Date of Award


Publication Type

Master Thesis

Degree Name



Biological Sciences

First Advisor

Pitcher, Trevor(Biological Sciences)


Biology, Ecology.



Creative Commons License

Creative Commons Attribution-Noncommercial-No Derivative Works 4.0 License
This work is licensed under a Creative Commons Attribution-Noncommercial-No Derivative Works 4.0 License.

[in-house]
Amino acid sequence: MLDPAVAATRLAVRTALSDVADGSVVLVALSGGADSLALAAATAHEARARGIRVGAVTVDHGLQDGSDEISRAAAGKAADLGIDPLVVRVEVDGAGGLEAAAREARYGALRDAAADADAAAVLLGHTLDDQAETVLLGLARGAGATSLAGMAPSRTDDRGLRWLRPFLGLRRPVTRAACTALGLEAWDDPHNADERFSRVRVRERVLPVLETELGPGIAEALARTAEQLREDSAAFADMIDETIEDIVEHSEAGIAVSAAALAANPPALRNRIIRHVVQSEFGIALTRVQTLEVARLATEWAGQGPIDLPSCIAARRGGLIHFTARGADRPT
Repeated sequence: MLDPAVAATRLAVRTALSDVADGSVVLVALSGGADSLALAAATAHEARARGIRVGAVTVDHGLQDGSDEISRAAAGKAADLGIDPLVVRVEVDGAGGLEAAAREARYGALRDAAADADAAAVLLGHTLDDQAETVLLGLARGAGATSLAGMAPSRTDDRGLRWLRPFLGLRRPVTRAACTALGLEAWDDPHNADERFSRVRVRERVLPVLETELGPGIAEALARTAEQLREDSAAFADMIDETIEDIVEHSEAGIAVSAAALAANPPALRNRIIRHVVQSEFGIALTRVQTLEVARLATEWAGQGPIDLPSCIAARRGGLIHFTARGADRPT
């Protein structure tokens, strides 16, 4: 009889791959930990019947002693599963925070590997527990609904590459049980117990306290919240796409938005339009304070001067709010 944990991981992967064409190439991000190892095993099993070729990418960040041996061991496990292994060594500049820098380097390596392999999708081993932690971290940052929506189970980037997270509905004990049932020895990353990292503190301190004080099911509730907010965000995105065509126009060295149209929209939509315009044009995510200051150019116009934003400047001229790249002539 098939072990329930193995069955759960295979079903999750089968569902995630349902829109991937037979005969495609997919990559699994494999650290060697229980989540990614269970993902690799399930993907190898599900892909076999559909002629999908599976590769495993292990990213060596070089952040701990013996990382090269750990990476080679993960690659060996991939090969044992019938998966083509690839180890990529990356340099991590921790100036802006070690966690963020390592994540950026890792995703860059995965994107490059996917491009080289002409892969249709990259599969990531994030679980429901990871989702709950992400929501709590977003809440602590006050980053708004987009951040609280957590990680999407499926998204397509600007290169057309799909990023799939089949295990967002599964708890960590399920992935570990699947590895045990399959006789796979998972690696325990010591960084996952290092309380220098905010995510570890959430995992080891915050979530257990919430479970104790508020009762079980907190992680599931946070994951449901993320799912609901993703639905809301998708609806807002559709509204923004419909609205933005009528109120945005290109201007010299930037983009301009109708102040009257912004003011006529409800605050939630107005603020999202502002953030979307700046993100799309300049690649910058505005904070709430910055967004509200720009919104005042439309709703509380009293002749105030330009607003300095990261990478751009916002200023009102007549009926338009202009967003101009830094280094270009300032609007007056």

Female choice and sperm competition can be important determinants of male reproductive success. I investigated which ornamental traits females preferred, a potential direct benefit of female choice, and which sperm traits were related to competitive fertilization success, in the redside dace (Clinostomus elongatus). I identified male ornaments, female preference for these ornaments, and the relationships between ornaments and sperm traits to determine if females might derive fertility benefits by choosing ornamented males. My findings indicate that females prefer males with more breeding colouration with higher hue values and that those males tended to produce large quantities of high velocity sperm. I also studied sperm competition mechanisms using in-vitro fertilization and found that sperm velocity was the primary determinant of competitive fertilization success. These studies are the first on mate choice and sperm competition in this species, and contribute to our understanding of sexual selection in general.